Early fire history in Watertown is much the same as the history of other Towns within the New England states. In the early days in Massachusetts, practically every male citizen was compelled by law to do fire duty as well as military duty. Each was obliged to provide himself with a bed, a key, a wrench, a stout bag about the capacity of a barrel and two leather buckets. A double line of men was formed between water supply and fire and the empty buckets passed back by the other side of the line. The houses in those days were mainly one story and the hand brigade often proved a very effective way to fight fire. In any event, it was the only protection afforded by the Watertown Fire Society, the duly appointed fire wardens, whose red staffs served as badges of authority.
The beginning of the organized fire department in Watertown as we know it was in July, 1832 when the Torrent No. 1 Company was organized and a small Hunniman hand engine was purchased. On August 10, 1842 another Hunniman Engine was added and was named “Relief No. 2”. A similar engine to Relief No. 2 was purchased a year later and put in charge of the Torrent Company. This engine was sold to Lisbon, Maine in 1874.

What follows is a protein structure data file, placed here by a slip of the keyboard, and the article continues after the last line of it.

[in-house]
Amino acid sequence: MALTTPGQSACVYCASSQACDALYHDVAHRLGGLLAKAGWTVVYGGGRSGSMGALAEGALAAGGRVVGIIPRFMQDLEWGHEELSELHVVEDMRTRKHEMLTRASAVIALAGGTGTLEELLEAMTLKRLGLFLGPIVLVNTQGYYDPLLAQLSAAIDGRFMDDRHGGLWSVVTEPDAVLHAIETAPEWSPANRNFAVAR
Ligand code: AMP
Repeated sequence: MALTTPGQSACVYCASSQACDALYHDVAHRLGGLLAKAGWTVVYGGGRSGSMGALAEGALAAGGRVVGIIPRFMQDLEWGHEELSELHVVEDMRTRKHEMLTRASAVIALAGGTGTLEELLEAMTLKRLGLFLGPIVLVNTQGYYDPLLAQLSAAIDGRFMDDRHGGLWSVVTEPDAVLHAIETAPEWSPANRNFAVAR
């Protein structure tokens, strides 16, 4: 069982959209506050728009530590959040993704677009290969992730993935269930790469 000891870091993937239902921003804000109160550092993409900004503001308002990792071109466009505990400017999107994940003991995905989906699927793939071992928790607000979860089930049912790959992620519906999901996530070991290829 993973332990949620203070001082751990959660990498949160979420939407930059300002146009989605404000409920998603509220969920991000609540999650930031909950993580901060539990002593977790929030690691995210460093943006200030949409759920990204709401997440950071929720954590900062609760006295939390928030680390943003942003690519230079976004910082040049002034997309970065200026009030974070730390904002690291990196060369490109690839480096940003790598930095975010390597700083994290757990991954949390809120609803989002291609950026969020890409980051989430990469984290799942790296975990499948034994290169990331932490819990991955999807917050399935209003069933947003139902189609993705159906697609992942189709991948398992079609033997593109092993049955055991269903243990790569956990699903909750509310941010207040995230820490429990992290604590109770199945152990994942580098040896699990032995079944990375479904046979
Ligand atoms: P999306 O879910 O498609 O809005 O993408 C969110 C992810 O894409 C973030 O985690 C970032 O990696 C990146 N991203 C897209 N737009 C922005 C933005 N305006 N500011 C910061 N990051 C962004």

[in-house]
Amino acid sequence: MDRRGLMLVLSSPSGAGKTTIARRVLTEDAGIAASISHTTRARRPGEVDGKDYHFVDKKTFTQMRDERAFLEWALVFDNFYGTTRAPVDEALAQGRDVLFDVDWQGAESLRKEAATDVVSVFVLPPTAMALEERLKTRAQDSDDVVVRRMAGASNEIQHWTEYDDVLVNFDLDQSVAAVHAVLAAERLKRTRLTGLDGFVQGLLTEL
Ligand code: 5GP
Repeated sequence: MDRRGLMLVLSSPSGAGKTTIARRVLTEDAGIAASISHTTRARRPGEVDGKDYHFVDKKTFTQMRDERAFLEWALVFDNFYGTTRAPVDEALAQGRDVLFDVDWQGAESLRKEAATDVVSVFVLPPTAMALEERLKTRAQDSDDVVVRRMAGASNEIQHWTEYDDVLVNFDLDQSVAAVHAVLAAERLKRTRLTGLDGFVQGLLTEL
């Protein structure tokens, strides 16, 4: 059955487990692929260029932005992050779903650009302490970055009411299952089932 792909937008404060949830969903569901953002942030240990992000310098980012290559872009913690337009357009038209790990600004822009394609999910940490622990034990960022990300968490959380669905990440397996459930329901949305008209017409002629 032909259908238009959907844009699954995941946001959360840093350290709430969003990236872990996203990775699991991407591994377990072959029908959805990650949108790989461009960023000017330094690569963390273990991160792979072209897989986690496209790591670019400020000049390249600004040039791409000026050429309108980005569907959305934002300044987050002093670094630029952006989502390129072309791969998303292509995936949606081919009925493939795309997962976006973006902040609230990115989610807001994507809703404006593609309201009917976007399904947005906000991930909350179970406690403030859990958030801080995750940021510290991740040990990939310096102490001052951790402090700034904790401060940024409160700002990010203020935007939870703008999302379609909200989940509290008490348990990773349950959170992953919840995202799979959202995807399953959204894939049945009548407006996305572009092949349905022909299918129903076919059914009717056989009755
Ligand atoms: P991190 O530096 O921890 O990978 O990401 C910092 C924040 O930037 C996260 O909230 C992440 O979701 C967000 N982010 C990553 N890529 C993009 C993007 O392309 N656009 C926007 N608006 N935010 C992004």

Pequossette No.1, the first and only steam fire engine in Watertown was received in January 1872. It was a Jucket. This engine performed service at the great Boston fire in 1872, being the engine, which extinguished the embers of the Old South Church.
The Central Fire Station, which is the department headquarters on Main Street, was occupied for the first time on May 1, 1906. Station 2, 564 Mt. Auburn Street, was commissioned on September 1, 1912 and at that time, the Town’s first piece of motorized apparatus, a Locomobile pumping engine, was purchased. Station 3, 270 Orchard Street was commissioned in 1959. The first record of total alarms responded to by the department for a year was in 1833 when twenty-five were recorded. The largest number recorded in any year was in 1943 when there were 621 from various sources. The largest fire in Watertown from a financial standpoint was the Lumber Yard fire in January 1944. Other large fires were the Sacred Heart Church in 1912 the Paint Factory in 1926, Weston Biscuit Factory in 1930 and Watertown Builders Supply Company in 1933, 1935 and 1938.
At the present time, the department has five pieces of motorized apparatus, one fire rescue and one Deputy Chief’s vehicle stationed at three stations.